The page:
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Can a Cheeto damage the International Space Station? Reddit decides

The International Space Station (ISS) is a 925,300-pound laboratory constructed of titanium, Kevlar and high-grade steel, but could the massive ship survive an impact of a single Cheeto Puff orbiting Earth?

The question was raised by a seven-year-old, which has sent Reddit into a debate that attracted aerospace engineers and a scientist who says they helped design the ISS.

One self-identified aerospace engineer says that even at impact velocities of some 33,000 miles per hour, the Cheeto Puff would vaporize into a cloud of plasma and may leave a dent – or ‘a bit of an orange stain.’

However, another Redditor who claims to have been part of the ISS design team notes the potential damage depends on where the puff hits the ISS – at such speeds the tiny snack could knock out a few solar arrays.

 

One self-identified aerospace engineer says that even at impact velocities of some 33,000 miles per hour, the Cheeto Puff would vaporize into a cloud of plasma and may leave a dent – or ‘a bit of an orange stain’

Astronauts aboard the ISS do worry about being hit by objects like space junk.

Last September, the massive ship was forced to make an emergency maneuver to avoid hitting a piece of a 2018 Japanese rocket.

NASA said 25 such events had occurred between 1999 and 2018 but so far in 2020 there have already been three.

However, it is safe to assume the ISS crew is not on the lookout for orbiting Cheetos, but a seven-year-old was and asked their parent for an answer.

However, another Redditor who claims to be part of the ISS design team notes the potential damage depends on where the puff hits the ISS – at such speeds the tiny snack could knock out a few solar arrays aboard

However, another Redditor who claims to be part of the ISS design team notes the potential damage depends on where the puff hits the ISS – at such speeds the tiny snack could knock out a few solar arrays aboard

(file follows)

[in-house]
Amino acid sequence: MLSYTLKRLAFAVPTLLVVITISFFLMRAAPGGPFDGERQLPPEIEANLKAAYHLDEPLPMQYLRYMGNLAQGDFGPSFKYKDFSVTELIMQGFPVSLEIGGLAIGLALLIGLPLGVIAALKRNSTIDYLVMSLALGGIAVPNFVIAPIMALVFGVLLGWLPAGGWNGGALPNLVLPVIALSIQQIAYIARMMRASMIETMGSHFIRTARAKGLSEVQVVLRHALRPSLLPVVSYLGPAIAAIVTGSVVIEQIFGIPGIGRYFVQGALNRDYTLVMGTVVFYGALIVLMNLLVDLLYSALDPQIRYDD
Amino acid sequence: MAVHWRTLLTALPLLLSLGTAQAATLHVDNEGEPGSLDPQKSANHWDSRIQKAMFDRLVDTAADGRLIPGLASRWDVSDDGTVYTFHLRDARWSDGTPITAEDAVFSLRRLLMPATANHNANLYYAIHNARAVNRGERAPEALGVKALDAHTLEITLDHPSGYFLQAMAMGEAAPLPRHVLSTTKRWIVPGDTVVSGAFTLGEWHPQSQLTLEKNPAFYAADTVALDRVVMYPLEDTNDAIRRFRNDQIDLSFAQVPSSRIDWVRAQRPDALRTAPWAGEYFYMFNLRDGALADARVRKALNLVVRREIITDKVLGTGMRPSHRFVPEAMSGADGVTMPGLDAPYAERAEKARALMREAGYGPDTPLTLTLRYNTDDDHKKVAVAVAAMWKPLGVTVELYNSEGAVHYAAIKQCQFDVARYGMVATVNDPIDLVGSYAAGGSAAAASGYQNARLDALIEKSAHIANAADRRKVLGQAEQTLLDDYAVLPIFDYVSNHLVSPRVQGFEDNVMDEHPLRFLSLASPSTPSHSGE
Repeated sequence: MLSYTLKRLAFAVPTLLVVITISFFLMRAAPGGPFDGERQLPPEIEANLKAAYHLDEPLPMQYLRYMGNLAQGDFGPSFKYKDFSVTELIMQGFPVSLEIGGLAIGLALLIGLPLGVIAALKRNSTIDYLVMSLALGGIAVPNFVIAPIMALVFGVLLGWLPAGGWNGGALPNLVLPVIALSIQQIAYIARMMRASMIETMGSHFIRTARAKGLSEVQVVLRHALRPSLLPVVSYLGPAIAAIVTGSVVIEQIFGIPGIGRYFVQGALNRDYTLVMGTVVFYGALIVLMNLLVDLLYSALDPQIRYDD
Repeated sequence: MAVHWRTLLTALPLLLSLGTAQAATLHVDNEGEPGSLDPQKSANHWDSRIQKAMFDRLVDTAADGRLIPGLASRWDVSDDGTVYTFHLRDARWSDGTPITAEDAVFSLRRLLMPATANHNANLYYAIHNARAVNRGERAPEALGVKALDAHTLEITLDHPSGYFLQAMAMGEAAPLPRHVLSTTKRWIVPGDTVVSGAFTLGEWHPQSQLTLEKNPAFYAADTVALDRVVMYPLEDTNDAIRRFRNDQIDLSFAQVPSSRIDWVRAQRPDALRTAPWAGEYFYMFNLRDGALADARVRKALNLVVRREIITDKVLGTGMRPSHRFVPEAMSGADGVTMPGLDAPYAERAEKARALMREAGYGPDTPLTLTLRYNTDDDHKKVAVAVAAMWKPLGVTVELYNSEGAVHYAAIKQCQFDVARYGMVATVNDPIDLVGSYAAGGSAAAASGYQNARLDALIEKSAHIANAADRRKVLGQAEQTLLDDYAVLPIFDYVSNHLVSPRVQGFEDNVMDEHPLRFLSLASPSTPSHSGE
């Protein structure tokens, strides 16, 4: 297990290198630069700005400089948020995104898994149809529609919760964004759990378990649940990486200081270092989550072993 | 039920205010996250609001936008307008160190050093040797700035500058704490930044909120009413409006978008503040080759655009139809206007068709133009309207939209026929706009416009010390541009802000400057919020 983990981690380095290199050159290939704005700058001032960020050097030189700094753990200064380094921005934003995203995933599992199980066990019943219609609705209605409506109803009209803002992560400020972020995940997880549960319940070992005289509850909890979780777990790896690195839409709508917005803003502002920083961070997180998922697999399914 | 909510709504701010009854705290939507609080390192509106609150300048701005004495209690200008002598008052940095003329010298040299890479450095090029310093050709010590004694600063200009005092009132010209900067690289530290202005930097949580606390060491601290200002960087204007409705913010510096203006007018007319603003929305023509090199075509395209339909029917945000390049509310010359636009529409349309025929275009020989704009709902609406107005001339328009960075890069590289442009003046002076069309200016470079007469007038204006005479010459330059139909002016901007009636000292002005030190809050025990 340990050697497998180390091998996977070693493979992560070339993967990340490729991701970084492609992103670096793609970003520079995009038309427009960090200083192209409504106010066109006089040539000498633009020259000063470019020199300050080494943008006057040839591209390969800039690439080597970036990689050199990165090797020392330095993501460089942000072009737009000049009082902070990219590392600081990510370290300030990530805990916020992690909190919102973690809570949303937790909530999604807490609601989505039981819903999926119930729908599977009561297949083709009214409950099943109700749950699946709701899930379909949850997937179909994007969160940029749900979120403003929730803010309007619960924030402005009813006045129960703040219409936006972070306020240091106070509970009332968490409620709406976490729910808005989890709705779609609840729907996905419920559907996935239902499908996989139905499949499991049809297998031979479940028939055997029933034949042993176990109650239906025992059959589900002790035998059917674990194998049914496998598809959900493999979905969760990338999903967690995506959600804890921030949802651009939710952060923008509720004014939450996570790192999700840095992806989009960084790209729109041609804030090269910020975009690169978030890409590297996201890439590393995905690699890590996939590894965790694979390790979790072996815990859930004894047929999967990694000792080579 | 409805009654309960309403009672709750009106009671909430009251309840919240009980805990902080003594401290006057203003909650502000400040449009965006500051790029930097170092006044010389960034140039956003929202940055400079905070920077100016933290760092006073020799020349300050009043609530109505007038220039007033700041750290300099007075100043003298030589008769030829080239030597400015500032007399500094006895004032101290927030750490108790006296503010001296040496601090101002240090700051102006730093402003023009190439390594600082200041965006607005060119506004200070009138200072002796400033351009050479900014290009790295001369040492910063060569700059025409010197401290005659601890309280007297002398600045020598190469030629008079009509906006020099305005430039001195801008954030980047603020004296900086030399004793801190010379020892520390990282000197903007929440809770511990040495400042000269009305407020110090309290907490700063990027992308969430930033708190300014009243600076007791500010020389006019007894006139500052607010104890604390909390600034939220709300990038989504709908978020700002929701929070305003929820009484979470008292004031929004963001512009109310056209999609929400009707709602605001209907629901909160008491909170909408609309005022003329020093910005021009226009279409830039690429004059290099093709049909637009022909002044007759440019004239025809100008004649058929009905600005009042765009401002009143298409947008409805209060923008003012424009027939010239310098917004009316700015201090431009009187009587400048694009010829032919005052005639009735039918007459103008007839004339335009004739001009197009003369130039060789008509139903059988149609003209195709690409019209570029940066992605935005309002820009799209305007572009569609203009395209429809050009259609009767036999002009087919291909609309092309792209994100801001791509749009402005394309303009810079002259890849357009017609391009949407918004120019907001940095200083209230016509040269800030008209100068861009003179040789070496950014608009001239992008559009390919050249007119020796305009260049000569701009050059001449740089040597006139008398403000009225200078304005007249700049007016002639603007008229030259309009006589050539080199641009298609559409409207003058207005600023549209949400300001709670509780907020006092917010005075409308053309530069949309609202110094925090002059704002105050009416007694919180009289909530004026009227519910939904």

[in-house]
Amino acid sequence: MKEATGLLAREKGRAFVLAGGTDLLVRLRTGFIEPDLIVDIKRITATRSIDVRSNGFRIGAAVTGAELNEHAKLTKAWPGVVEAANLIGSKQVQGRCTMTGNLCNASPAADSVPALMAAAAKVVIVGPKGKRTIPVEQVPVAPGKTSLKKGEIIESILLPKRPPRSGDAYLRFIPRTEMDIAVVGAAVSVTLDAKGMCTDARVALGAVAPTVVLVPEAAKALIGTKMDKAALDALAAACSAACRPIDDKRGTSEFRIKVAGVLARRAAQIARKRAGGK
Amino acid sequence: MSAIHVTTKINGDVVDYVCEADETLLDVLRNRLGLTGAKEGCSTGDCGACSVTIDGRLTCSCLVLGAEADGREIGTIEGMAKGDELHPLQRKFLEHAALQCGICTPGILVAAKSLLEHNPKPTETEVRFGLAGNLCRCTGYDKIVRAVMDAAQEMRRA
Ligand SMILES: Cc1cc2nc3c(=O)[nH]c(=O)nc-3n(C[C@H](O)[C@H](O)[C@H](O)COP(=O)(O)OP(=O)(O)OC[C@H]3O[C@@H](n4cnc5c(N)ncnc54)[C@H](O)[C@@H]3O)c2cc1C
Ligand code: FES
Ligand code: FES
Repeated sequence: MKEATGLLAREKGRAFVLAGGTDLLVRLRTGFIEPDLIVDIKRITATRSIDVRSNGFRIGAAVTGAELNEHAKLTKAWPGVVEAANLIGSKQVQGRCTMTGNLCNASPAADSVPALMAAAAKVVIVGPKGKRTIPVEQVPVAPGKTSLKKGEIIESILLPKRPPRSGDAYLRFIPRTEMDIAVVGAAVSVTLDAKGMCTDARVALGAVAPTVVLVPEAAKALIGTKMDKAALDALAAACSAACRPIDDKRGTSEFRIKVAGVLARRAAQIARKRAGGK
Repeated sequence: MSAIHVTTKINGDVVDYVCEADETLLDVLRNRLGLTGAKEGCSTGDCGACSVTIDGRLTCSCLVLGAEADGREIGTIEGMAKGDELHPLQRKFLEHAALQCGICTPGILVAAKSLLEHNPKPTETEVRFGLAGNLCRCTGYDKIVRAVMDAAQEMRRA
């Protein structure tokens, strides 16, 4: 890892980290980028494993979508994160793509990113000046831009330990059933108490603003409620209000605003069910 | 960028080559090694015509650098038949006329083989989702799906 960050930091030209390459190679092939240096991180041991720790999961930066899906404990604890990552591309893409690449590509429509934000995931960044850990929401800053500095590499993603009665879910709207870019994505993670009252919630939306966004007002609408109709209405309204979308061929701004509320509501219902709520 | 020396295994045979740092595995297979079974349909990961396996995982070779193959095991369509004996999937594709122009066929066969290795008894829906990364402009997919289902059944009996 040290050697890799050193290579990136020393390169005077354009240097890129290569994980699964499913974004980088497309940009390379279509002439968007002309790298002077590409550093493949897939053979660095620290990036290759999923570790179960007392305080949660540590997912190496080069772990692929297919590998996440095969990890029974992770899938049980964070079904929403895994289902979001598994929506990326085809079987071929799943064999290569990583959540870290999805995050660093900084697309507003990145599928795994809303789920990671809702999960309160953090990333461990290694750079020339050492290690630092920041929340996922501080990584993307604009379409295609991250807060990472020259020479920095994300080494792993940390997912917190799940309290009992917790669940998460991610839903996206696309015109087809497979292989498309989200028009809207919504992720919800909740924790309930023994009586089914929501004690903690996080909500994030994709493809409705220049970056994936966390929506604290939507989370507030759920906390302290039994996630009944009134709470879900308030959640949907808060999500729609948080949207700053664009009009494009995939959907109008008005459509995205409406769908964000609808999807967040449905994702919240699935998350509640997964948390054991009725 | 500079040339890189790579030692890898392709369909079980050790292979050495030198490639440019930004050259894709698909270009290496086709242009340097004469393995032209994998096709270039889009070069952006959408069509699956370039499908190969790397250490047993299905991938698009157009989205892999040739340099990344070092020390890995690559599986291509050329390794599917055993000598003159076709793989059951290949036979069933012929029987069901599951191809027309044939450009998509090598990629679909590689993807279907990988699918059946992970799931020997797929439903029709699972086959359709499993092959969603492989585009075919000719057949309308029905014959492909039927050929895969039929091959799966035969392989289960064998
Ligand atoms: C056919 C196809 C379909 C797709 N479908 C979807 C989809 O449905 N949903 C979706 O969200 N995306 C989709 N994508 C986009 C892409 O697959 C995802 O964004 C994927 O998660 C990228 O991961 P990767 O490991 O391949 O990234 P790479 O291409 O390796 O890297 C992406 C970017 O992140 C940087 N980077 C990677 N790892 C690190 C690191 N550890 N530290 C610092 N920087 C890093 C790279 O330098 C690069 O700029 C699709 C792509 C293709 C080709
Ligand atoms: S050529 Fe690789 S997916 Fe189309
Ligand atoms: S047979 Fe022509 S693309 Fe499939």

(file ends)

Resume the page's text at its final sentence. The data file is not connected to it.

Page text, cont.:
‘Would an orbiting Cheeto Puff destroy the International Space Station if the two of them directly collided? My 7yo daughter asked me, and I had no clue. I said probably,’ reads the original Reddit post.

The thread has gained more than 238 comments since Thursday, but some of the most interesting come from users claiming to be experts in the field.

A user, who goes by Letter_13 and self-identifies as an aerospace engineer, gave a lengthy and scientific explanation to why they believe the Cheeto is no match for the ISS.

‘The brittleness means that as the leading edge of the puff impacts a surface at those speeds, it immediately begins to fragment/vaporize—the puff has very low cohesion so it doesn’t want to really remain together in a single shape, and only a little energy is needed to make it break apart,’ reads Letter_13,’s post.

‘As it breaks, some kinetic energy is imparted into what it’s hitting, but a very large quantity of that kinetic energy is redirected to the sides, or at an angle (if it impacts in a non perpendicular way).’

The user also notes that space would ultimately weaken the puff and any destructive powers it may have had due to the idea that oil tends to boil off in a vacuum and vaporizes on its own.

‘The cheeto puff would lose its (high) oil content, which in turn would significantly reduce the mass, in turn reducing the inertia (and at the same time decrease its density and increase its brittleness),’ they added.

However, Redditor ‘danielravennest’ says they worked on the ISS design and the little snack could cause damage depending on where it hits.

They note the Cheeto could knock out a few solar cells upon impact if it struck the plastic backing of the solar arrays, which have been ripped apart in the past by other objects.

‘At the typical impact velocities in orbit, objects are moving faster than the speed of sound and carry more kinetic energy than it takes to turn them into plasma,’ danielravennest wrote.

‘Critical areas of the ISS are protected by ‘Meteor/Debris Shields’ (Whipple Shields). These are sheet metal spaced away from the module hull, air tanks, etc. So on impact, the object and the part of the shield they hit are both turned to plasma, and sprays out in a cone. So the module hull isn’t damaged unless it were a large object.’

EXPLAINED: THE $100 BILLION INTERNATIONAL SPACE STATION SITS 250 MILES ABOVE THE EARTH

The International Space Station (ISS) is a $100 billion (£80 billion) science and engineering laboratory that orbits 250 miles (400 km) above Earth.

It has been permanently staffed by rotating crews of astronauts and cosmonauts since November 2000. 

Research conducted aboard the ISS often requires one or more of the unusual conditions present in low Earth orbit, such as low-gravity or oxygen.

ISS studies have investigated human research, space medicine, life sciences, physical sciences, astronomy and meteorology.

The US space agency, Nasa, spends about $3 billion (£2.4 billion) a year on the space station program, a level of funding that is endorsed by the Trump administration and Congress.

A U.S. House of Representatives committee that oversees Nasa has begun looking at whether to extend the program beyond 2024.

Alternatively the money could be used to speed up planned human space initiatives to the moon and Mars.

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